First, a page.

To Thine Own Self Be True Case Study

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The case study I am analyzing is ‘To Thine Own Self be True’: On the Loss of Integrity as a Kind of Suffering’ by Henri Wijsbek. This case study centers around a Dutch psychiatrist that assisted a 50-year-old woman in suicide, despite her lacking clinical presentations of any physical or psychiatric condition. It also explores how the patient’s loss of integrity or volitional incapacity can be characterized as a hallmark of suffering.
One of the major aspects at play is decisional competency. Mrs. Boomsma demonstrates volitional incapacity after losing her children by refusing to give up her grief. When Robbie was alive, she was only living for him. After losing both of her sons, she was void of her ‘ultimate goals’ that offer value and structure to her life (Steinbock et al. 465). She consequently sought to commit suicide because she could no longer think for herself and live on as a “childless mother” as the case study depicts that “she had a hard time making out whether she could not because she did not want to, or did not want to because she could not” (Steinbock et al. 464). To her, attempting to move on from her tragedies or rather, “to give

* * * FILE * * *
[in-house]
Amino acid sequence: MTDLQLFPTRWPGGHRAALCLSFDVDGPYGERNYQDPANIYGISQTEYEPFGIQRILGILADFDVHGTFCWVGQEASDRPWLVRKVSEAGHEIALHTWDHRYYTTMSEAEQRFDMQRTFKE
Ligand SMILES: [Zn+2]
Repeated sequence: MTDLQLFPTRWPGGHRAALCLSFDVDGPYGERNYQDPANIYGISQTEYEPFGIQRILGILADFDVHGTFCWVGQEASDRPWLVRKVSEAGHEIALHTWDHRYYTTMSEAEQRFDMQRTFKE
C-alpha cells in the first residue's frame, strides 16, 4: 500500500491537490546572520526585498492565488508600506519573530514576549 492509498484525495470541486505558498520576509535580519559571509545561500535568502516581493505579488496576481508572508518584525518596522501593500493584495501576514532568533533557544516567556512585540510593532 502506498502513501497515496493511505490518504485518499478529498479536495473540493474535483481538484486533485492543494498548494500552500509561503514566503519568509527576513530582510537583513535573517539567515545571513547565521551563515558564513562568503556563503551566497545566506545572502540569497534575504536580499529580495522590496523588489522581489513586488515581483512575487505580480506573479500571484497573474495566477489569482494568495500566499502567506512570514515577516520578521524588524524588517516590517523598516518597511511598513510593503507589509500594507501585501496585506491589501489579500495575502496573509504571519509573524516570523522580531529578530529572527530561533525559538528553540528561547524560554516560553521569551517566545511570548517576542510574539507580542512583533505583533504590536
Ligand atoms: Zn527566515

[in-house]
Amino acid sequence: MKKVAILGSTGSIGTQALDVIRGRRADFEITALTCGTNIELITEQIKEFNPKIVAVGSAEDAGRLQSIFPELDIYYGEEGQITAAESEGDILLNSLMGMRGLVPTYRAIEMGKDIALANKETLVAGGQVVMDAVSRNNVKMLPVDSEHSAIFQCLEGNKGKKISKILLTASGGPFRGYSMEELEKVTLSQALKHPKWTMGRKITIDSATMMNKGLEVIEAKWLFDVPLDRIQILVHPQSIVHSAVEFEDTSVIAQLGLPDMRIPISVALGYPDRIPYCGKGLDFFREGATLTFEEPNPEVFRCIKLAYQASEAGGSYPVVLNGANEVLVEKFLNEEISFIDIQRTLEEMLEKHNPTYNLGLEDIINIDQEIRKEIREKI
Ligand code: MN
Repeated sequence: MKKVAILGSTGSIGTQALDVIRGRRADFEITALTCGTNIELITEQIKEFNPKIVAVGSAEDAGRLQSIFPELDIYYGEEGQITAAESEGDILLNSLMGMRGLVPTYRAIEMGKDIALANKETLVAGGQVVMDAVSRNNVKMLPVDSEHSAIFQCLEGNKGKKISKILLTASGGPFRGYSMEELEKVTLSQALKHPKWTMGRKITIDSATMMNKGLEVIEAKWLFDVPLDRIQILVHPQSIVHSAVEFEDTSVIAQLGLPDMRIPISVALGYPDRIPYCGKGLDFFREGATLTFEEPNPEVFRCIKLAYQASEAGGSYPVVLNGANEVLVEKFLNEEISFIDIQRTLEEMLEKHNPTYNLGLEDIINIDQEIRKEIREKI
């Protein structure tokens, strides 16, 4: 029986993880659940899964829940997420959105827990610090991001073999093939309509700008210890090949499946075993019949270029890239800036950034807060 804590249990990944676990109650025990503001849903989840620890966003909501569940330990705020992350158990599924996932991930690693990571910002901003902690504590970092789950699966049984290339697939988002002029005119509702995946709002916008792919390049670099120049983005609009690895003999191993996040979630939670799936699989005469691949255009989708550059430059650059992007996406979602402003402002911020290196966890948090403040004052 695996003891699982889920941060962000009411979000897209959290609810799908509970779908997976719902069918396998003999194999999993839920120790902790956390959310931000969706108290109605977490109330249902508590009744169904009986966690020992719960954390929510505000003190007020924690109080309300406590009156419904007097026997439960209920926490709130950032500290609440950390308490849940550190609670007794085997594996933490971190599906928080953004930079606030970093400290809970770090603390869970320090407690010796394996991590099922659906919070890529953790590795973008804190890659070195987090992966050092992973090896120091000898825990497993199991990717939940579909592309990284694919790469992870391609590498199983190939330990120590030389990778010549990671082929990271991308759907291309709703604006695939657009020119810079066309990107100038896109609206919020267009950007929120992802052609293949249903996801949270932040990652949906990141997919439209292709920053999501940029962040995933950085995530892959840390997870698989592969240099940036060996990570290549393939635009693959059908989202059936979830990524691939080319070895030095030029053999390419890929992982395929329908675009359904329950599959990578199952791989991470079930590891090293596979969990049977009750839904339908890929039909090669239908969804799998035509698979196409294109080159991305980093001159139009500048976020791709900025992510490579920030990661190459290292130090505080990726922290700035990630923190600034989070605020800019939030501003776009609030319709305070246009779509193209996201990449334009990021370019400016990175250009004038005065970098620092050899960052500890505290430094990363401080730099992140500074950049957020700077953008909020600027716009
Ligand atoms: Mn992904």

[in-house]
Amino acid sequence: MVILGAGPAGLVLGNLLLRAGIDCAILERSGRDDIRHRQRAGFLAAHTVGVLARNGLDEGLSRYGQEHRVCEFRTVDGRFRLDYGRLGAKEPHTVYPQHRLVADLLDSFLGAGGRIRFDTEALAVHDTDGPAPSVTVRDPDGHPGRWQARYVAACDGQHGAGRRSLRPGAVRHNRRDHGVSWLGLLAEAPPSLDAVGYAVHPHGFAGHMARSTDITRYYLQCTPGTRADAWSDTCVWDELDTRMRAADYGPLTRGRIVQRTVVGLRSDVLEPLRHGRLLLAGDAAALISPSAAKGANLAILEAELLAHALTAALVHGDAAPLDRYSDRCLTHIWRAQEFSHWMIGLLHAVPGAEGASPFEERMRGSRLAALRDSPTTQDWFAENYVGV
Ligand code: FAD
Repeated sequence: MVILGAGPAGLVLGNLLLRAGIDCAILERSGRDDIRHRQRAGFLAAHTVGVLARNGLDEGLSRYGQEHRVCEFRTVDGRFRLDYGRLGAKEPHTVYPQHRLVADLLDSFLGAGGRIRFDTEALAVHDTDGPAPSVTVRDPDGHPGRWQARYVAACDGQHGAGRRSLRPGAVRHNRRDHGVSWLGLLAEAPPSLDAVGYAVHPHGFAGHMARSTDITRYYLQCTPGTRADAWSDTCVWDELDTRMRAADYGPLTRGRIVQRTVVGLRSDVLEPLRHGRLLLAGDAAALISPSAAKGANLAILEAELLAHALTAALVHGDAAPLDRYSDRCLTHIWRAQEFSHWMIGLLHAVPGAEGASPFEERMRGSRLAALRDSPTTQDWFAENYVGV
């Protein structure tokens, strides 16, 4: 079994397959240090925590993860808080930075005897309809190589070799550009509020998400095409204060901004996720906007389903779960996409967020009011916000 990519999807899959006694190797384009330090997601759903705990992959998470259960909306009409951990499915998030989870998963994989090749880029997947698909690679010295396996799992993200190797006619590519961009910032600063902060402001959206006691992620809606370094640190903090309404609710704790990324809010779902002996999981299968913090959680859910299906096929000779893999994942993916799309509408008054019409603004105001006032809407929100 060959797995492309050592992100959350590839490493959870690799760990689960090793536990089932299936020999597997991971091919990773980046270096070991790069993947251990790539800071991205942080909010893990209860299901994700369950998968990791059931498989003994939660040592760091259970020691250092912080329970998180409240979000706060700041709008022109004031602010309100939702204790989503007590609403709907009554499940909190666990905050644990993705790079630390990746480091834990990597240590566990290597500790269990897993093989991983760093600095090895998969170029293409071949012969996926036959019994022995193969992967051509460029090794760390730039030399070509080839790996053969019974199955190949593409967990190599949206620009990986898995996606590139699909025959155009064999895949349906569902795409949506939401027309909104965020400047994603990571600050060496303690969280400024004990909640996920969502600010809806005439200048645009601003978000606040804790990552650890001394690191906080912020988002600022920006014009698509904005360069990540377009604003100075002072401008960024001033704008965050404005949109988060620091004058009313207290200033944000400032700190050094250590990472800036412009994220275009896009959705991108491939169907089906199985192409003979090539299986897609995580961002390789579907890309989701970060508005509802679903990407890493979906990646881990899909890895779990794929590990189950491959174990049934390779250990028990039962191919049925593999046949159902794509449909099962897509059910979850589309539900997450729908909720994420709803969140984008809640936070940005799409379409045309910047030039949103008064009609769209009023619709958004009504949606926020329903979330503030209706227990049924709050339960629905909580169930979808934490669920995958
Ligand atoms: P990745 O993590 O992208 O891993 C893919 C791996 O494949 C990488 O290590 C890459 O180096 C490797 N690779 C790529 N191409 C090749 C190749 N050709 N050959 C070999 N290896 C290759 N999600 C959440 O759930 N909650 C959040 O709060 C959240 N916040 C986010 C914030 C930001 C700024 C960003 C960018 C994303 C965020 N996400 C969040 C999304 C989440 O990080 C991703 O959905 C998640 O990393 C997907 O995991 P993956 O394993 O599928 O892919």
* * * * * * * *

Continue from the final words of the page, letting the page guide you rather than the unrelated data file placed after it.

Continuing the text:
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After losing her will to live, Mrs. Boomsma desired finding medical practitioners who would provide her with drugs to end her life. She eventually got in touch with Dr. Chabot through the Dutch Right to Die Society (NVVE). Dr. Chabot attempted to offer her many different types of treatments but Mrs. Boomsma inevitably refused all of these medical interventions as they violated the core values in her life. After consulting with seven other medical professionals, Dr. Chabot concluded that her suffering was “’enduring and unbearable’ with ‘no real prospect of a successful treatment’” (Steinbock et al. 463). In the end, he agreed to give her a lethal dose of medication that led to her death on September 28,

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